One of the most interesting aspects of the blog engagement or lack thereof in ENGL 724/824 was that most of the Ph.D. students who engaged with blogs were newer students, while students who have been in the program for several semesters did not engage to a significant extent. There may be numerous reasons for this, but I feel that this resulted in part from a pre-existing idea that we are already members of a strong academic community. Even though the stated goal of the blog assignment was not to build community, the community analysis assignment suggests that it is an intrinsic goal. I would argue that the Facebook backchannel and group assignments have built community more effectively. Both have been places to discuss assignment expectations, to negotiate, to support, and to collaborate. Both have allowed for the forming of informal connections in an open manner while sharing information and working toward a goal with a purpose.  Smaller group projects have required negotiation, information sharing, and connections, while the backchannel has served to make navigating the course akin to a larger group project. While students need to develop the backchannel themselves, they can be encouraged to do so. Kelly shared a 34 page document of our June 17 WebEx chat with the backchannel to support discussions of community. Daniel shared a Wordle that he created from the text. A backchannel chat from before, during, and after the course meeting in June 17 was 112 pages in length. Navigating the course itself seems to create more community than the blogs have done because rather than solely replacing the instructor as the knowledgeable informer, we have created knowledge socially and equally via the backchannel and group projects.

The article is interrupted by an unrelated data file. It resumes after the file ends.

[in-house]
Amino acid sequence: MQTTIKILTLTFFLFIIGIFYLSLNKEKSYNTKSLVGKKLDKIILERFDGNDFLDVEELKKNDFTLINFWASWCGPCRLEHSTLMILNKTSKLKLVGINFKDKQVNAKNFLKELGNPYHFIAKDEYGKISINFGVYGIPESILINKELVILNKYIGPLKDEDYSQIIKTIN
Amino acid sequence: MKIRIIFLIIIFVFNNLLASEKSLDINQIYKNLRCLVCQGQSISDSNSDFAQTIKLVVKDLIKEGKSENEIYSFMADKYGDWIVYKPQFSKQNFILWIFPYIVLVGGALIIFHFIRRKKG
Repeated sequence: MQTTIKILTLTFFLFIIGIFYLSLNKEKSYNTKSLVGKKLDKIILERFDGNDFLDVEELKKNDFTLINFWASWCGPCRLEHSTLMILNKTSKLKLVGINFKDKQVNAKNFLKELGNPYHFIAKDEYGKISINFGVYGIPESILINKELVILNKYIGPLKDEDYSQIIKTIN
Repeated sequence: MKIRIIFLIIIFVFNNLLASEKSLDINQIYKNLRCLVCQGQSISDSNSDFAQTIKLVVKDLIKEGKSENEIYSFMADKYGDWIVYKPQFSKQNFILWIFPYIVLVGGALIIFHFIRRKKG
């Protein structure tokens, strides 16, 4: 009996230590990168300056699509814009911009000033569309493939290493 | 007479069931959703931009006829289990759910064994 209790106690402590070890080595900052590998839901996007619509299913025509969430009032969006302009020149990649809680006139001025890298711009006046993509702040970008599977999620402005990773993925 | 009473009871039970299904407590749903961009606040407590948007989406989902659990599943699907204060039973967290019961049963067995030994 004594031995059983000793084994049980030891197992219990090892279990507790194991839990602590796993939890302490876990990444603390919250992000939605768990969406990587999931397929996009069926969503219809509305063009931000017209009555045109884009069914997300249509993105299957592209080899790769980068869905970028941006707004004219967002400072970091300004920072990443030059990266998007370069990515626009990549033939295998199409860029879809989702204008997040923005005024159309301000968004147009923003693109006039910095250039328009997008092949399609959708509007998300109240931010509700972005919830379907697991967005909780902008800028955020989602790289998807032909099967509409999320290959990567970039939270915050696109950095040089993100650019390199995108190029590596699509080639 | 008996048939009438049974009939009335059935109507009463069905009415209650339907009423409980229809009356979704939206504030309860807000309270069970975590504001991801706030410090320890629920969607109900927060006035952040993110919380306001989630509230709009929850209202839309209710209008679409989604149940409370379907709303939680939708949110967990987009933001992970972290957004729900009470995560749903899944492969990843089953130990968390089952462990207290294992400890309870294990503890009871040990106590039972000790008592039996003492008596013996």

Works Cited